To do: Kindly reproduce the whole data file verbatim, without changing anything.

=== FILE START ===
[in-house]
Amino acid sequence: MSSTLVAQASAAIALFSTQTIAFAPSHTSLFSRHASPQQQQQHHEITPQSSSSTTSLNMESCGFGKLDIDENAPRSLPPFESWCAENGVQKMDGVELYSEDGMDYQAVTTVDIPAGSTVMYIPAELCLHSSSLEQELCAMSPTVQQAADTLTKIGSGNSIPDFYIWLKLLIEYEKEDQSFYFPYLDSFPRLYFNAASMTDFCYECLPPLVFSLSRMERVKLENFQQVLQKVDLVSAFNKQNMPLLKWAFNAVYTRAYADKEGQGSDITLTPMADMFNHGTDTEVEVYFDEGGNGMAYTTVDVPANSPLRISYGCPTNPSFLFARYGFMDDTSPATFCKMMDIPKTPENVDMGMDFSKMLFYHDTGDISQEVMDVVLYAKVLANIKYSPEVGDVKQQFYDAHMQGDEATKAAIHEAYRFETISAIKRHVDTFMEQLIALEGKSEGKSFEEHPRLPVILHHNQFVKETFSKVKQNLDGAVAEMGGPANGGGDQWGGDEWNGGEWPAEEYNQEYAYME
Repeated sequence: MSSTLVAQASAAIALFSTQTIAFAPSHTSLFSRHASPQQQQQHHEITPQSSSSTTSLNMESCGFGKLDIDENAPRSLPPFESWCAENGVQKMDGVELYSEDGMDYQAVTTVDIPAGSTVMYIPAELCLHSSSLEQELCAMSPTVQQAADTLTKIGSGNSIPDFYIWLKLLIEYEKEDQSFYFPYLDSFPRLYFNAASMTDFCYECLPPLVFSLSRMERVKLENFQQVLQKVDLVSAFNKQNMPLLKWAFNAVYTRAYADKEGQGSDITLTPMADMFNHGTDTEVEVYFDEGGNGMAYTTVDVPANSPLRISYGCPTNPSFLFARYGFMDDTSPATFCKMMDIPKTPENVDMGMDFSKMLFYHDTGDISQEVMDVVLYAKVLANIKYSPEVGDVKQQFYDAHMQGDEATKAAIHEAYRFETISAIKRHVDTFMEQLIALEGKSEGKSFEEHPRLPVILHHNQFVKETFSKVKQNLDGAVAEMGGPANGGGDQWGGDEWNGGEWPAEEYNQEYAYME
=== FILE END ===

[in-house]
Amino acid sequence: MSSTLVAQASAAIALFSTQTIAFAPSHTSLFSRHASPQQQQQHHEITPQSSSSTTSLNMESCGFGKLDIDENAPRSLPPFESWCAENGVQKMDGVELYSEDGMDYQAVTTVDIPAGSTVMYIPAELCLHSSSLEQELCAMSPTVQQAADTLTKIGSGNSIPDFYIWLKLLIEYEKEDQSFYFPYLDSFPRLYFNAASMTDFCYECLPPLVFSLSRMERVKLENFQQVLQKVDLVSAFNKQNMPLLKWAFNAVYTRAYADKEGQGSDITLTPMADMFNHGTDTEVEVYFDEGGNGMAYTTVDVPANSPLRISYGCPTNPSFLFARYGFMDDTSPATFCKMMDIPKTPENVDMGMDFSKMLFYHDTGDISQEVMDVVLYAKVLANIKYSPEVGDVKQQFYDAHMQGDEATKAAIHEAYRFETISAIKRHVDTFMEQLIALEGKSEGKSFEEHPRLPVILHHNQFVKETFSKVKQNLDGAVAEMGGPANGGGDQWGGDEWNGGEWPAEEYNQEYAYME
Repeated sequence: MSSTLVAQASAAIALFSTQTIAFAPSHTSLFSRHASPQQQQQHHEITPQSSSSTTSLNMESCGFGKLDIDENAPRSLPPFESWCAENGVQKMDGVELYSEDGMDYQAVTTVDIPAGSTVMYIPAELCLHSSSLEQELCAMSPTVQQAADTLTKIGSGNSIPDFYIWLKLLIEYEKEDQSFYFPYLDSFPRLYFNAASMTDFCYECLPPLVFSLSRMERVKLENFQQVLQKVDLVSAFNKQNMPLLKWAFNAVYTRAYADKEGQGSDITLTPMADMFNHGTDTEVEVYFDEGGNGMAYTTVDVPANSPLRISYGCPTNPSFLFARYGFMDDTSPATFCKMMDIPKTPENVDMGMDFSKMLFYHDTGDISQEVMDVVLYAKVLANIKYSPEVGDVKQQFYDAHMQGDEATKAAIHEAYRFETISAIKRHVDTFMEQLIALEGKSEGKSFEEHPRLPVILHHNQFVKETFSKVKQNLDGAVAEMGGPANGGGDQWGGDEWNGGEWPAEEYNQEYAYME